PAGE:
What lies behind the BORN and Code Red projects?

A reminder that a just society should be caring, prosperous

By PAUL BERTON

“Poverty, ” said Mahatma Gandhi, “is the worst form of violence.”

It is not the way most of us think about it, but it’s hard to deny. Poverty comes in many forms, and we all think about it differently. Each of us has our own opinion about its causes, its solutions, its costs.

One of the roles of a newspaper is to help readers understand issues, and poverty is an issue The Hamilton Spectator takes very seriously.

That is why we have used the past three Saturdays to highlight our investigation into the health of mothers and babies across the province.

The series is called BORN: A Code Red project. It is a detailed followup to The Spectator’s groundbreaking Code Red series last year, for which this news organization was recognized nationally and internationally. You’ll find it in today’s Weekend Reader section, and you can read the entire series, view interactive graphics and see videos at thespec.com.

Spectator reporter Steve Buist, who won a National Newspaper Award for Code Red, worked with colleague Teri Pecoskie to write and report this remarkable series.

They were joined by photographer Cathie Coward to tell the stories of those involved. They were helped in their data analysis by Neil Johnston and Pat DeLuca, two researchers at McMaster University who were a key part of the first Code Red project.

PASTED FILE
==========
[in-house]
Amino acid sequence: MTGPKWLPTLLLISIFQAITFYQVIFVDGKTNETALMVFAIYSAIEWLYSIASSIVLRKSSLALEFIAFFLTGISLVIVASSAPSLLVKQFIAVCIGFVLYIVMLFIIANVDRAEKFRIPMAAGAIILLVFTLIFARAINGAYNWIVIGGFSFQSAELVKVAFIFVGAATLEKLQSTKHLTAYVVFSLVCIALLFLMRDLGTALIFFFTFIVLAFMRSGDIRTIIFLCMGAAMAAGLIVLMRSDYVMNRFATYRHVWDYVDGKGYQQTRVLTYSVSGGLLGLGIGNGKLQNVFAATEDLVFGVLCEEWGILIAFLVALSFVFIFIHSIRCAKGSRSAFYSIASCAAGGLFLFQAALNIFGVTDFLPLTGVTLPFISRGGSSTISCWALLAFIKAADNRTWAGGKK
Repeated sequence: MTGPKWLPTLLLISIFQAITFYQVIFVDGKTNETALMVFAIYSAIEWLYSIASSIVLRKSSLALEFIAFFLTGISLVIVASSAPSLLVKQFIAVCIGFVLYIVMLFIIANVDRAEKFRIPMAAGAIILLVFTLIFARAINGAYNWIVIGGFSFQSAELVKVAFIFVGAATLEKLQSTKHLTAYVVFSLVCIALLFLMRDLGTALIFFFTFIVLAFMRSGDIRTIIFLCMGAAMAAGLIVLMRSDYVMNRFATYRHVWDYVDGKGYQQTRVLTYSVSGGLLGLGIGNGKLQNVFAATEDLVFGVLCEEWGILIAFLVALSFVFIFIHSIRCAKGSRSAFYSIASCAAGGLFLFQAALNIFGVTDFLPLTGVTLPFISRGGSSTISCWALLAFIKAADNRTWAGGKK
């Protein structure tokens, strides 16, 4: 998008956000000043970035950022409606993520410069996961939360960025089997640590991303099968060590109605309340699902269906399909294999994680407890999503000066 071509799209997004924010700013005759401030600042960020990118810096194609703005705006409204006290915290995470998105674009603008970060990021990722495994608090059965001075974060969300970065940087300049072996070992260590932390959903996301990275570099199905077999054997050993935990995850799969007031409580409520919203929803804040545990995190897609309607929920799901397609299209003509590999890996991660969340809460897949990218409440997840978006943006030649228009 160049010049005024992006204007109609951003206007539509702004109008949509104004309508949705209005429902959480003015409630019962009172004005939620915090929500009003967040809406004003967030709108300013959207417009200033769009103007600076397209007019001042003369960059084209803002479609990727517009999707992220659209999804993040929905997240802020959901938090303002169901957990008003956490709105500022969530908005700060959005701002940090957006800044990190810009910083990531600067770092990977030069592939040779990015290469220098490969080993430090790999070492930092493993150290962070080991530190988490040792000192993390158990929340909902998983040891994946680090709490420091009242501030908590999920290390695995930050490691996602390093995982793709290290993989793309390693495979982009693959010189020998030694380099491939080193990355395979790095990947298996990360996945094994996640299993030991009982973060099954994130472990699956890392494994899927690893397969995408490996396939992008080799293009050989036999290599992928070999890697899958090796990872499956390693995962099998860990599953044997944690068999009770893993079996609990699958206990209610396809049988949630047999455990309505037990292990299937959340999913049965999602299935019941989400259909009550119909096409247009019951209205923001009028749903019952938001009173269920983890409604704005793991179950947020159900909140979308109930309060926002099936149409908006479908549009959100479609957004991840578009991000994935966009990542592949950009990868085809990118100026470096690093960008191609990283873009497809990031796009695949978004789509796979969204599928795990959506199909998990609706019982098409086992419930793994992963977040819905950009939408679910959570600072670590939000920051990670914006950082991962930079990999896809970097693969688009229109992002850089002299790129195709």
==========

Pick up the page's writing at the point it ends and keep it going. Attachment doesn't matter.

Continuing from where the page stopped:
Code Red examined the relationship of poverty to specific neighbourhoods in Hamilton.

BORN is an exclusive analysis of 535,000 birth records across the entire province. It drills down into specific neighbourhoods and shows that those with low income and poor education suffer devastating effects when it comes to teen mothers, low-birth-weight babies and early prenatal care.

If Code Red spoke to the connection between poverty and where you live, Born is an alarming illustration of the intergenerational cycle of poverty. And it highlights the growing costs – financially and socially – for all of us. The series includes sad stories and happy stories (it is, after all, about motherhood) but it is really about helping ourselves, and helping society.

Today’s instalment tackles the tricky issue of solutions. The provincial government promised to deal with the issue more than a decade ago, but has failed miserably. What must we do to break the cycle of poverty, improve lives and save money?

It won’t be easy, but these problems can be solved. After all, we are not dealing with evil despots, ancient traditions, rampant corruption, logistical challenges or environmental devastation of the type we face in the developing world.

This is Ontario. These are our neighbours. It is our problem – and it can be solved.

If the Code Red project reminds us of anything, it is that we aren’t reminded enough of these challenges despite the fact they are in our face daily, not on television transmitted from far-off lands, but on the sidewalk as we go to work, in the malls where we shop, on the streets where we live.

Some people would have us write only of economic development and why we’re a great city (which we do), but we have an obligation to remind ourselves that a just society is a caring society, and a caring society is a prosperous one.

Paul Berton is editor-in-chief of The Hamilton Spectator and thespec.com. 

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